: Alternative Law Journal - An Australian referreed law journal

Alternative Law Journal:
an Australian, refereed law journal

Welcome to the Alternative Law Journal! Here you can sample our journal with free previews (under the ‘News & Views’ menu). To purchase the full journal — with our signature mix of legal news, opinions, articles, as well as regular columns, art and cartoons — please visit our subscription page.

The AltLJ, focusing on

  • social justice, human rights and law reform
  • critique of the legal system
  • developments in alternative practice
  • community legal education

The back catalogue (to 2000) is also available, free, for a limited time on our new Sage website.

News & Views

Reflection on 20 years since Royal Commission into Deaths in Custody

Ben Schokman
Human Rights

15 April 2011 saw the 20th anniversary of the release of the report of the Royal Commission into Aboriginal Deaths in Custody. The Commission’s report highlighted the systemic disadvantage faced by Aboriginal and Torres Strait Islander peoples, which resulted in their higher rates of incarceration and the high rate of subsequent deaths in custody.

Many of the Royal Commission’s recommendations related to the criminal justice system, and required ongoing liaison between different government agencies. The principal thrust of the 333 recommendations was directed towards the elimination of disadvantage, empowerment and self-determination of Aboriginal and Torres Strait Islander peoples. Twenty years on however, many of the Royal Commission’s recommendations have never been implemented and the deaths of Aboriginal and Torres Strait Islander peoples in custody continue to be of concern.

(2011) 36(2) AltLJ 127


Update from Tasmania

Noel Rattray

The Tasmanian Law Reform Institute (‘TLRI’) recently released its latest Report entitled Racial Vilification and Racially Motivated Offences calling for a new sentencing provision to be introduced to address criminal racial vilification and racially motivated offenses. The Report was prompted by a proposal from the Vice-Chancellor of the University of Tasmania following the killing of an Asian student studying at the University and a significant increase in media reporting of racially motivated attacks throughout Australia during 2009 and 2010.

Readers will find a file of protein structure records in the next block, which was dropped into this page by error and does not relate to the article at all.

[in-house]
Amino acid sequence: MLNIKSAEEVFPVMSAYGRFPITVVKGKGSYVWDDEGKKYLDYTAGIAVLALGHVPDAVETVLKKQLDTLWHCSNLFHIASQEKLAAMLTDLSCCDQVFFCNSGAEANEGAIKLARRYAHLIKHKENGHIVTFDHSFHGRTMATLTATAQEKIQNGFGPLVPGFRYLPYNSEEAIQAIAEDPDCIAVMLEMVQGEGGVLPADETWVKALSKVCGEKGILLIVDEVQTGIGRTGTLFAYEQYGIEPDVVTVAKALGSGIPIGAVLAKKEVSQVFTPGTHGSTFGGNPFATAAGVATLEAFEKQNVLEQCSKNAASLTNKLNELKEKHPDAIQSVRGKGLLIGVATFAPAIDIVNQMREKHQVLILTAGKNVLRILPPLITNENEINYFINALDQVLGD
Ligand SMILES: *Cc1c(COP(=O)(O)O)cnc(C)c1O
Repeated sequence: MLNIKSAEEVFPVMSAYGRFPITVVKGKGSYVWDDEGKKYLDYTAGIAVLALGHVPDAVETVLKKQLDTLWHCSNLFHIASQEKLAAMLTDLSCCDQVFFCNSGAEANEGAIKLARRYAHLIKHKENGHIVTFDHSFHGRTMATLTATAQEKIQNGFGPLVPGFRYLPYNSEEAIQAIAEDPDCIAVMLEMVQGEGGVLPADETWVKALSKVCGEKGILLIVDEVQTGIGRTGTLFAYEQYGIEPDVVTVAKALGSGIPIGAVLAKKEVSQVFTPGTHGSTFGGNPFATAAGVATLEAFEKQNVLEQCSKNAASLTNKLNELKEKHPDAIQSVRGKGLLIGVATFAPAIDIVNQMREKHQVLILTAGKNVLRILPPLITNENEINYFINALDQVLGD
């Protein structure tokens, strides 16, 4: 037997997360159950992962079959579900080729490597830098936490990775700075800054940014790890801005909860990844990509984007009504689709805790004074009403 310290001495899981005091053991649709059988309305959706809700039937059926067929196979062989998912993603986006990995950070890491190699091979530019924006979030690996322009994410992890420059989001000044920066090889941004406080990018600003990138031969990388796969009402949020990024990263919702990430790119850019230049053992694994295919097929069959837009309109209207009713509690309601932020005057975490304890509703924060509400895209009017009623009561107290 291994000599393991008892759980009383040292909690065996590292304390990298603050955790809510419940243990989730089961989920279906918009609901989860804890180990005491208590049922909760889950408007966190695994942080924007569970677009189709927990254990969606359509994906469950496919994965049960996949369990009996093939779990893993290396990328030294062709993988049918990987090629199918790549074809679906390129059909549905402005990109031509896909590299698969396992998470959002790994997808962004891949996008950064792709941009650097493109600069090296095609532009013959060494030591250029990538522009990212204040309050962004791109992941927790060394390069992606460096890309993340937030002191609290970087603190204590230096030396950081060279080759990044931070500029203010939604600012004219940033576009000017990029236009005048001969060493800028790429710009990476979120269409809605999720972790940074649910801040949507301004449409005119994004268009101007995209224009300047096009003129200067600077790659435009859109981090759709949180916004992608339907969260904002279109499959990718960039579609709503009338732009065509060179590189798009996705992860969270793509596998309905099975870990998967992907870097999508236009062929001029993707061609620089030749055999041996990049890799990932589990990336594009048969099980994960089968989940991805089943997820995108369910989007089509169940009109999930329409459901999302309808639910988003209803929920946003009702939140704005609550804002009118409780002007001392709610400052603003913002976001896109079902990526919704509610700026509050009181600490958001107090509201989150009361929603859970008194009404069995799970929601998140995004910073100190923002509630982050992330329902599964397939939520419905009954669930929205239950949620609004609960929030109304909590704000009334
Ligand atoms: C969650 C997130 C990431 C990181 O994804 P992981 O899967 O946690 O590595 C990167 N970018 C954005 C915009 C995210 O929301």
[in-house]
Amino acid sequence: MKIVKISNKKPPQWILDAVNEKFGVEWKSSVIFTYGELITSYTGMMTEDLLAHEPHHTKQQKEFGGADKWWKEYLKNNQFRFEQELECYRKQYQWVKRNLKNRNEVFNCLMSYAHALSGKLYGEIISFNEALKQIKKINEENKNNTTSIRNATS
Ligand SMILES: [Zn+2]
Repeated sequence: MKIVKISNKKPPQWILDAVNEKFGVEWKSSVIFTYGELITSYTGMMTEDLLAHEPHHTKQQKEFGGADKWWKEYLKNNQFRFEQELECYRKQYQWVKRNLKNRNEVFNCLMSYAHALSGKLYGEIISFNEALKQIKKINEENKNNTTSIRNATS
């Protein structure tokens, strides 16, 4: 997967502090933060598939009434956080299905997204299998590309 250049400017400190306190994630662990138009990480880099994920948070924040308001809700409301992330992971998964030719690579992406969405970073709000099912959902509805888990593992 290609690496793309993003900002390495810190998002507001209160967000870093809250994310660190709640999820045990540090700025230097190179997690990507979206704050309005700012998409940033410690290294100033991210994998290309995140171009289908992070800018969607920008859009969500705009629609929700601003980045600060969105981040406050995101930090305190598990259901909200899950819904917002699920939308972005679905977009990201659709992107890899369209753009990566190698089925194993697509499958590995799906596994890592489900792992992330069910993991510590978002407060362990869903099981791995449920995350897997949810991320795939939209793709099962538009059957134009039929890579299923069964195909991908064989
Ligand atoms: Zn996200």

(2011) 36(2) AltLJ 134


Extensive changes to jury selection and eligibility in Western Australia

Victoria Williams
Western Australia

On 14 April 2011 the West Australian Parliament passed the Juries Legislation Amendment Act 2011 (WA) (‘the Act’). The Act received Royal Assent on 2 May 2011 and it is anticipated that the main provisions of the Act will begin to commence operation from July 2011. According to the Attorney General’s media statement on 15 April 2011, the new legislation will ‘bring Western Australia’s jury system into the 21st century’.

(2011) 36(2) AltLJ 136


Racial Vilification Conviction

Renae Barker
Western Australia

On 31 January 2011 Brendan Lee O’Connell became the first person sentenced under Western Australia’s anti-vilification laws. He was sentenced to three years imprisonment after being found guilty of six charges of racial vilification. In 2009 Mr O’Connell posted footage of himself on the internet showing him insulting a young Jewish man and of a speech filmed outside the Bell Tower in Perth. The offences also related to an altercation between Mr O’Connell and two young Jewish men at a rally outside an IGA supermarket in south Perth. The protest was being conducted by the group ‘Friends of Palestine’ against the sale of oranges from Israel at the IGA store. Members of the Australian Union of Students attended the protests leading to the altercation.

(2011) 36(2) AltLJ 136


Youth justice

Ruth Brebner
Northern Territory

On 29 March 2011 the Minister for Justice and Attorney-General announced a review into the Youth Justice System in the Northern Territory. The terms of reference were published on the same day.

Appointed to lead the review was former member for Araluen, Jodeen Carney. During her time in the Legislative Assembly, Ms Carney served as Opposition Leader and shadow Attorney-General, resigning in 2010. Ms Carney’s appointment is seen as a strategic move to encourage bi-partisan support of the review. Ms Carney’s long time residence in Alice Springs, and commitment to issues affecting Central Australia is also likely to encourage support from regional and remote youth organisations.